FAWNA: Western Ringtail Monitored Release Project Update
By Suzanne Strapp, FAWNA Inc. President
The University of Western Australia’s Associate Professor Roberta Bencini has been working with Sirtrack, a New Zealand company specialising in Radio Telemetry, to find a light and safe radio collar for the 40 western ringtail possums that will be monitored each year over the next five years.
All possums will be coming from the homes of FAWNA carers who have raise the animals from joeys that have been orphaned.
Some concern about radio collars has been expressed as to how they might influence an animal’s normal behaviour and whether they could put the animal at risk of injury or death.
This is always going to require a trade off if we are going to learn the long-term fate of these ringtails raised in captivity. Professor Bencini has sourced a collar that is both lightweight (approximately 20g) and with a sufficient range and six-month battery life. The radio collars also have an expanding elasticised band which will degrade over time and release the collar.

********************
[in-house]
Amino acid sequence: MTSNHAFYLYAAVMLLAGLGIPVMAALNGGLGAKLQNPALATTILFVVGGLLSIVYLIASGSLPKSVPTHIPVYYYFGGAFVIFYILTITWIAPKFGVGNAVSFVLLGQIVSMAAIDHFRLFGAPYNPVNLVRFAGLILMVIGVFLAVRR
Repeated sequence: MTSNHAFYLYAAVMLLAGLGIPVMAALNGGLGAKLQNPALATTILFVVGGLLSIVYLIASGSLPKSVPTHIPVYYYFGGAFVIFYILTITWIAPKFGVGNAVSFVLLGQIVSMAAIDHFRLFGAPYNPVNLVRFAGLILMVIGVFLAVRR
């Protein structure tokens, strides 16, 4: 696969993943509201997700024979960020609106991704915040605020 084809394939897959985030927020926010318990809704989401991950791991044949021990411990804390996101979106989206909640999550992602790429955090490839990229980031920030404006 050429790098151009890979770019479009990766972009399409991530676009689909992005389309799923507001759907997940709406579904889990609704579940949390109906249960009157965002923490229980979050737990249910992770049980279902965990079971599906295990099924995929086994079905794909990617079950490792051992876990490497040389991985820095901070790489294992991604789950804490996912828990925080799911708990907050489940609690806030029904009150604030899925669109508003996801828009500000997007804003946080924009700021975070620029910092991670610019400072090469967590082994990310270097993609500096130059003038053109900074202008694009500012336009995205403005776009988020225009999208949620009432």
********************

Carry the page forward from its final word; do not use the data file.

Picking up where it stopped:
The researchers plan to locate the possums and remove the collars before the batteries are exhausted but the measure built into the collar will cater for those possums that may not be located.
The images below depict Masters Student Arianna Urso with one of the sub-adult Western Ringtail possums that are trialling the radio collars. You will note they are bright orange. Future versions will be matt black to avoid alerting predators to the presence of the study animals.
The possums that have been wearing the trial collars have shown no ill effect or change in normal behaviour, which is positive. All of the study animals will be microchipped and radio collared prior to their release in pre-determined locations in the South West region. They will also be tested for their personality with a short 10 minutes behavioural test, prior to their release, which will help us to determine if bold animals have a better chance of survival.
This project is supported by the South West Catchments Council through funding from the Australian Government’s National Landcare Program.